In recent months, many foundations and corporations have committed to advancing racial equity, which included supporting organizations led by or serving people of color. The new administration has also signaled a willingness to support these organizations through its executive order on racial equity.

These commitments could bring much-needed capital to systematically underresourced organizations that are, in many cases, on the front lines of racial equity work. If part of the task of advancing racial equity depends on investing in the work of these organizations, we need better data to measure investments in those organizations. But more fundamentally, we need to be able to identify them.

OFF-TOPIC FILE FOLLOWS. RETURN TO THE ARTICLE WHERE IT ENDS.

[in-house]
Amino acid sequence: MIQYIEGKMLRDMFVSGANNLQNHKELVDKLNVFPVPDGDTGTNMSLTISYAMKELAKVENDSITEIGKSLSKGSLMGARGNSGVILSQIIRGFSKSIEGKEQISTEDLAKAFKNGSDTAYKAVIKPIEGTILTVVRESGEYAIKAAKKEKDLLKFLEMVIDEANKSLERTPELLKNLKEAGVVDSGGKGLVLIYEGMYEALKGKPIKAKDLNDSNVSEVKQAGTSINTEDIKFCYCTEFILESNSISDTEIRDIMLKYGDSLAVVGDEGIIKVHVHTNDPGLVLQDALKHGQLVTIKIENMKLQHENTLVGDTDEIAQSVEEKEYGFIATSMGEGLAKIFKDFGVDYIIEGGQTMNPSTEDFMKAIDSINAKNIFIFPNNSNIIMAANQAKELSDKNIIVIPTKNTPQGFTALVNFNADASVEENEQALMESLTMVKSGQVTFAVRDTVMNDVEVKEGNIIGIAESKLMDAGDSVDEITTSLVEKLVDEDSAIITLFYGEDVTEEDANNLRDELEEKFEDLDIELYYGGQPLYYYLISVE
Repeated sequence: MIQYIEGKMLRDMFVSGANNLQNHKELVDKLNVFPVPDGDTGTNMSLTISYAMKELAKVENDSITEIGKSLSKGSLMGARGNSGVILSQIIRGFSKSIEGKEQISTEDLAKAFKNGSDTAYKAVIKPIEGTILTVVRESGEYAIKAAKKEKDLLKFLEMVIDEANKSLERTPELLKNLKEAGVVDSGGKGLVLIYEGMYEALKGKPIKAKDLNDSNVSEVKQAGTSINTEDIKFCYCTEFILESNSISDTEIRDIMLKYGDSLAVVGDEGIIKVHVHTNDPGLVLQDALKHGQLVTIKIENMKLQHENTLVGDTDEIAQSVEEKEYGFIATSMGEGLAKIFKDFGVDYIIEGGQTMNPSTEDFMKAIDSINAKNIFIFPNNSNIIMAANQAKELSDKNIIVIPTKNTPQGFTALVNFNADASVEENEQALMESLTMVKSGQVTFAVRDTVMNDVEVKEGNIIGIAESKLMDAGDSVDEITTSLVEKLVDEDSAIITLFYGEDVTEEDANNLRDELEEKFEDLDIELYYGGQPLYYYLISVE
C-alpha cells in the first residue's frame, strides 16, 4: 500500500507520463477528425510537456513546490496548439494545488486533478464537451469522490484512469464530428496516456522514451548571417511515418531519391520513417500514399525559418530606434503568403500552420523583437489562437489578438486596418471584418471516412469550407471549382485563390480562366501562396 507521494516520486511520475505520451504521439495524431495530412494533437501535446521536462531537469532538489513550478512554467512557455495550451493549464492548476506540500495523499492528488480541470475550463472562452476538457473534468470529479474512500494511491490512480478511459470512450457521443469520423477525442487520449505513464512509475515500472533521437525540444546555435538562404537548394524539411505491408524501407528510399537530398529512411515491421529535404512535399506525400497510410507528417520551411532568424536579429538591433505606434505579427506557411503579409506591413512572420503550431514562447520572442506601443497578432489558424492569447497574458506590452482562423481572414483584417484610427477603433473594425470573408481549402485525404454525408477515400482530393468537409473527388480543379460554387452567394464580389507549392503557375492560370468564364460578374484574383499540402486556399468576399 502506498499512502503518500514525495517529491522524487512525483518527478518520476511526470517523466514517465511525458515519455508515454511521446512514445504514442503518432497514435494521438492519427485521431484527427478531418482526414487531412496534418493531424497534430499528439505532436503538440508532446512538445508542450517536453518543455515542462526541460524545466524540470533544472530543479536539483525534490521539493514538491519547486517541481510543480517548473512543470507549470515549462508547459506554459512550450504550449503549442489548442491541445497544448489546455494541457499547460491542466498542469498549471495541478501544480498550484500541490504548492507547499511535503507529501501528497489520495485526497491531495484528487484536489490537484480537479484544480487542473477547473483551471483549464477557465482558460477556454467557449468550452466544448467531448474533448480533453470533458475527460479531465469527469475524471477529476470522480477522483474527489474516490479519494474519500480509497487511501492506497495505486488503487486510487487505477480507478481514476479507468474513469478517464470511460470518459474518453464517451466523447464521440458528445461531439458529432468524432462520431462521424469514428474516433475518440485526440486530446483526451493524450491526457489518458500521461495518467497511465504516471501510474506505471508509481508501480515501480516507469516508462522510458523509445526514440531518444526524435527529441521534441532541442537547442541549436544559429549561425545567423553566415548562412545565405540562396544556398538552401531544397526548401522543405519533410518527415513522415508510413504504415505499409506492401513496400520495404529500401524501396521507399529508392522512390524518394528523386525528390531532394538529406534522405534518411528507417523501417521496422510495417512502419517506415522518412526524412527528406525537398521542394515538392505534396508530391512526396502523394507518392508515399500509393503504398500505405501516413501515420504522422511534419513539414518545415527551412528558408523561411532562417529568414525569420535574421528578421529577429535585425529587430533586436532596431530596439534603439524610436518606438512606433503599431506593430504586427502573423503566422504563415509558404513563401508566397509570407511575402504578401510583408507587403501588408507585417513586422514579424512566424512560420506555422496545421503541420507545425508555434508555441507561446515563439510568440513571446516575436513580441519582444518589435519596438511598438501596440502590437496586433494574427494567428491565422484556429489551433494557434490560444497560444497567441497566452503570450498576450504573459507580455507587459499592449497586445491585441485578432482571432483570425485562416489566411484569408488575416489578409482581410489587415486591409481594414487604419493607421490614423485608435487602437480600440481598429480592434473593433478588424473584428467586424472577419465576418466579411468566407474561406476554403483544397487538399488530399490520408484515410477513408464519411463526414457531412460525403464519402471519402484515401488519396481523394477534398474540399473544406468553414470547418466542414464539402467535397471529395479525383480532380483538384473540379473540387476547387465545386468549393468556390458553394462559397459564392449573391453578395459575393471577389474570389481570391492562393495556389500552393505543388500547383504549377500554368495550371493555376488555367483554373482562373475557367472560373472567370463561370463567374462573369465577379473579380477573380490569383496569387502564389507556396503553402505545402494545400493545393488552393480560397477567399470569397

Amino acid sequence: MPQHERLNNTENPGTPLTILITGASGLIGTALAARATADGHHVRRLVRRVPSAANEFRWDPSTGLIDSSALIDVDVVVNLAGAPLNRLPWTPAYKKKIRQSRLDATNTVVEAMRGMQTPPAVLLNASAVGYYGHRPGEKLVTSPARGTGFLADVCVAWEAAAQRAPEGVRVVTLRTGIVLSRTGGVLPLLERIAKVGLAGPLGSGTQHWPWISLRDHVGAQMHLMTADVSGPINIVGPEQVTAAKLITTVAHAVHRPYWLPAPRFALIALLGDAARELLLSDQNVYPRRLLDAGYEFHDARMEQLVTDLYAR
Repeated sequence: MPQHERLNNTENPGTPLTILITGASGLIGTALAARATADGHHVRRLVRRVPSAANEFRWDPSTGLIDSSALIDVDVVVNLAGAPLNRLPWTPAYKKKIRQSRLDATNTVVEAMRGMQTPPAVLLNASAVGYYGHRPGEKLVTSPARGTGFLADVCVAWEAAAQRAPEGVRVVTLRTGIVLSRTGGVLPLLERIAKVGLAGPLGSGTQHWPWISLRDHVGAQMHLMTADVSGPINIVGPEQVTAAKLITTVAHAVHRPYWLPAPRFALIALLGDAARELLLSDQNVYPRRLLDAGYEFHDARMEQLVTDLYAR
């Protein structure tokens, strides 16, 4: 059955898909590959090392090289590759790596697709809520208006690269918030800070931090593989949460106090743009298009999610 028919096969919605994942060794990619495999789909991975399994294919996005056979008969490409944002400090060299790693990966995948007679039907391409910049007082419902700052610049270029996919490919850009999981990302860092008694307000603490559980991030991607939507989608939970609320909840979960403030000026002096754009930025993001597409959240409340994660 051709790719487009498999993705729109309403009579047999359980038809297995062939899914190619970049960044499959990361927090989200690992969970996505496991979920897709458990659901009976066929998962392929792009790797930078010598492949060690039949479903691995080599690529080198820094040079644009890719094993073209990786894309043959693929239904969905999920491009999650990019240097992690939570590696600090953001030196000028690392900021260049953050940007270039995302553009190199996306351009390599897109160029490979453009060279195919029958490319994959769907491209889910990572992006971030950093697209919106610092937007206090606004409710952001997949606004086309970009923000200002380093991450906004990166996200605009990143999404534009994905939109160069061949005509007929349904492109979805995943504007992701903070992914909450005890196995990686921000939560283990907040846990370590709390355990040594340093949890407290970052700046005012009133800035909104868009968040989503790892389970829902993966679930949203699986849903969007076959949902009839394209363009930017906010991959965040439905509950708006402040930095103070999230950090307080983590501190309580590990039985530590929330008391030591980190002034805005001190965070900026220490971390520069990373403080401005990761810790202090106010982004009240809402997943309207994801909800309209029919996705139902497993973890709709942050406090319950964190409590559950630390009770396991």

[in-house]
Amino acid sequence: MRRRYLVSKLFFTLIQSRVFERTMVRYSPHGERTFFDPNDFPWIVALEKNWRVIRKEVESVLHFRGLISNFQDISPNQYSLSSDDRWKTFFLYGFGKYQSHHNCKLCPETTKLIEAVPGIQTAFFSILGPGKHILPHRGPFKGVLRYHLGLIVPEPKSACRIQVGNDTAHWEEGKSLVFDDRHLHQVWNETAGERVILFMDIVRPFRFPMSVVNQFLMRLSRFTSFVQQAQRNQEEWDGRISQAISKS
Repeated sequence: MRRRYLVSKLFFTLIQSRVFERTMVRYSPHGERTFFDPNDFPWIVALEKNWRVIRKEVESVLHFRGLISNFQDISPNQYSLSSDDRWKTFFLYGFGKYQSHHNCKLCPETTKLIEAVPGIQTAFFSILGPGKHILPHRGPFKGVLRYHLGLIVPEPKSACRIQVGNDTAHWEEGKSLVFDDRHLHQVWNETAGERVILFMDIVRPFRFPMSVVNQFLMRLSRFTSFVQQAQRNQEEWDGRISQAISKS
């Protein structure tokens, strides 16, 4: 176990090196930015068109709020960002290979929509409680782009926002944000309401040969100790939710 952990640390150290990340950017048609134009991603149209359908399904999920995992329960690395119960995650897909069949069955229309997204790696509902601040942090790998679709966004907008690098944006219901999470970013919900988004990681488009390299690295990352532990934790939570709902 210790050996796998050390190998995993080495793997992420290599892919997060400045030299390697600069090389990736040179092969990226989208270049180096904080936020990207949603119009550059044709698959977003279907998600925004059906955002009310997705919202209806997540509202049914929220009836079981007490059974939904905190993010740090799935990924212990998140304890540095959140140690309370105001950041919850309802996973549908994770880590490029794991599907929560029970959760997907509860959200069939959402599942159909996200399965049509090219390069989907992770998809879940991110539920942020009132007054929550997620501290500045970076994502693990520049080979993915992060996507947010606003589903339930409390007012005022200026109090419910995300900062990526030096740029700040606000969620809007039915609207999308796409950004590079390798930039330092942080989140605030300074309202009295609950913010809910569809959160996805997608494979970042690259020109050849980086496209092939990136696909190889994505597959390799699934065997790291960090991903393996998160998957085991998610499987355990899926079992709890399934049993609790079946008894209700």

Funders use three primary frameworks to identify organizations led by or serving people of color. The first framework identifies organizations on the basis of the people who lead and set the strategy, the second builds on the assumption that organizations located in communities of color are serving those communities and focuses on location as a result, and the third identifies organizations based on the orientation of their mission toward positively affecting communities of color or focusing on advancing equity.

No matter how funders identify these organizations, serious data gaps prohibit the field from tracking progress on corporate, philanthropic, and federal investments. These gaps need to be addressed to better support and hold accountable the people making investments and to take steps toward closing the nonprofit racial funding gap.

Read the full article about racial funding gaps in nonprofits by Shena Ashley and Claire Boyd at Urban Institute.